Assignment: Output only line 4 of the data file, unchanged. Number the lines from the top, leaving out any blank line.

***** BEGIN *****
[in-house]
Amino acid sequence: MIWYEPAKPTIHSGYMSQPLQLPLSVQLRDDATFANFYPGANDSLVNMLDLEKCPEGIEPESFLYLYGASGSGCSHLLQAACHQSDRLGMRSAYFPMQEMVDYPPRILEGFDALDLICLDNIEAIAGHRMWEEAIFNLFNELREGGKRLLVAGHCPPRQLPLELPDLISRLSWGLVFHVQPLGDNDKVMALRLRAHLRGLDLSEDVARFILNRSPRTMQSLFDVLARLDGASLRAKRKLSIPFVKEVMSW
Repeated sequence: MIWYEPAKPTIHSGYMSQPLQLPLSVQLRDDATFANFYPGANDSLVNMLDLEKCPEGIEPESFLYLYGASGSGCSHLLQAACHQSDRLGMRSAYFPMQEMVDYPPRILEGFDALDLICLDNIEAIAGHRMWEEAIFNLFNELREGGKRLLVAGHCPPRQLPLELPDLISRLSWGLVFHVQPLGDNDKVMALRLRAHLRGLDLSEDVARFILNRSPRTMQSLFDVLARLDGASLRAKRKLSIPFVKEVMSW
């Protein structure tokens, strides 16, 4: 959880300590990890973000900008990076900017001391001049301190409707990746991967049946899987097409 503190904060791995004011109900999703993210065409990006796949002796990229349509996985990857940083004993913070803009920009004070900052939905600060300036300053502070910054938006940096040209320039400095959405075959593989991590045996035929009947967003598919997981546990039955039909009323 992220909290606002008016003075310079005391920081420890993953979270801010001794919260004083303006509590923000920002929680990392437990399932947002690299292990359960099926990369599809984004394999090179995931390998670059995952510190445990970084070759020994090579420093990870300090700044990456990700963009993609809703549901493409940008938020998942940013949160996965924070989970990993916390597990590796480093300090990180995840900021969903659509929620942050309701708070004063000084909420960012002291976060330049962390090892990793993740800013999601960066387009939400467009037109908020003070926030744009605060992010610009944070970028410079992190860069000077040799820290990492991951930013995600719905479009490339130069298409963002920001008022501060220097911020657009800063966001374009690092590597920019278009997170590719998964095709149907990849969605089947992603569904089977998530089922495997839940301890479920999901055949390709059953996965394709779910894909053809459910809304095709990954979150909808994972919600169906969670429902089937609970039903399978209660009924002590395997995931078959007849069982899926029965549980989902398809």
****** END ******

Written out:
């Protein structure tokens, strides 16, 4: 959880300590990890973000900008990076900017001391001049301190409707990746991967049946899987097409 503190904060791995004011109900999703993210065409990006796949002796990229349509996985990857940083004993913070803009920009004070900052939905600060300036300053502070910054938006940096040209320039400095959405075959593989991590045996035929009947967003598919997981546990039955039909009323 992220909290606002008016003075310079005391920081420890993953979270801010001794919260004083303006509590923000920002929680990392437990399932947002690299292990359960099926990369599809984004394999090179995931390998670059995952510190445990970084070759020994090579420093990870300090700044990456990700963009993609809703549901493409940008938020998942940013949160996965924070989970990993916390597990590796480093300090990180995840900021969903659509929620942050309701708070004063000084909420960012002291976060330049962390090892990793993740800013999601960066387009939400467009037109908020003070926030744009605060992010610009944070970028410079992190860069000077040799820290990492991951930013995600719905479009490339130069298409963002920001008022501060220097911020657009800063966001374009690092590597920019278009997170590719998964095709149907990849969605089947992603569904089977998530089922495997839940301890479920999901055949390709059953996965394709779910894909053809459910809304095709990954979150909808994972919600169906969670429902089937609970039903399978209660009924002590395997995931078959007849069982899926029965549980989902398809």